Purpose: This pilot study aimed to analyze the effects of an adapted dialectical behavior therapy (DBT) skills training group on problematic and adaptive eating behaviors in Brazilian obese individuals.
Methods: Thirty-one obese individuals were randomly assigned to 10 sessions of adapted DBT skills training (n = 14) or two months of a waiting list comparison condition (n = 17).
Results: Attrition rates were similar to what's been found in comparable studies, with most dropouts happening at the beginning of the treatment. Results showed improvements in binge eating severity (d = 0.80) and depression (d = 0.82) compared to no treatment condition. After the intervention, adaptive eating and distress outcomes showed an improvement trend, reaching nonclinical levels for most participants in the intervention group. Large to moderate between-group effect sizes were observed, but none of those were statistically significant. Large within-group effect sizes were observed in the intervention group in binge eating severity (d = 1.34), intuitive eating (d = 1.33) and depression (d = 1.12). Medium effect sizes were observed in emotional eating (d = 0.73) and in emotion regulation (d = 0.72). Despite positive outcomes in other variables, mindful eating worsened after the intervention (d = 0.66).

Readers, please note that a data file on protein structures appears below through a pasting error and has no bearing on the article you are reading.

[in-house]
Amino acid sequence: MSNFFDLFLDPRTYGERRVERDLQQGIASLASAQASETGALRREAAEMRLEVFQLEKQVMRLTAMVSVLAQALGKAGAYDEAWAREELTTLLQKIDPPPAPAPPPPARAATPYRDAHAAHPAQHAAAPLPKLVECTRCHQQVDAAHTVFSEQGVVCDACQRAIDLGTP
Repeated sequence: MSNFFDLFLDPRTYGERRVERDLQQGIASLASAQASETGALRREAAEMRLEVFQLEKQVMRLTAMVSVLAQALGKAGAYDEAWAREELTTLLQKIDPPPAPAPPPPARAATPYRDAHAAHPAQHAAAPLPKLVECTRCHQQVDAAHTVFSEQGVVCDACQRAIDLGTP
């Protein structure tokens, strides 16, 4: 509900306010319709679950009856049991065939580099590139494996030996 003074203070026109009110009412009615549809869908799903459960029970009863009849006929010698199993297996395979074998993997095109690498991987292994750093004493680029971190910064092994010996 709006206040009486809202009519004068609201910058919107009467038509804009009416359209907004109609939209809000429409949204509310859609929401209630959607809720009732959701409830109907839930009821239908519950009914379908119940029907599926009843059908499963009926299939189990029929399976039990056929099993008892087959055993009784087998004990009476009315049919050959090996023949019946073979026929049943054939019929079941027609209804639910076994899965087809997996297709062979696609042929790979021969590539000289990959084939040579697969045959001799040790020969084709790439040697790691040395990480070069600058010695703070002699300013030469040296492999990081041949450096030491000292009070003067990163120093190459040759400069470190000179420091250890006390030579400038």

Conclusions: These results are preliminary and require further replications with larger samples, yet they suggest that the intervention may be useful to improve distress outcomes and adaptive eating among obese people. Implications for clinical practice and recommendations for future research are discussed.
Level of evidence: Level I, randomized controlled trial.
Keywords: Binge eating; Cognitive behaviour therapy; Dialectical behavior therapy; Emotion regulation; Obesity.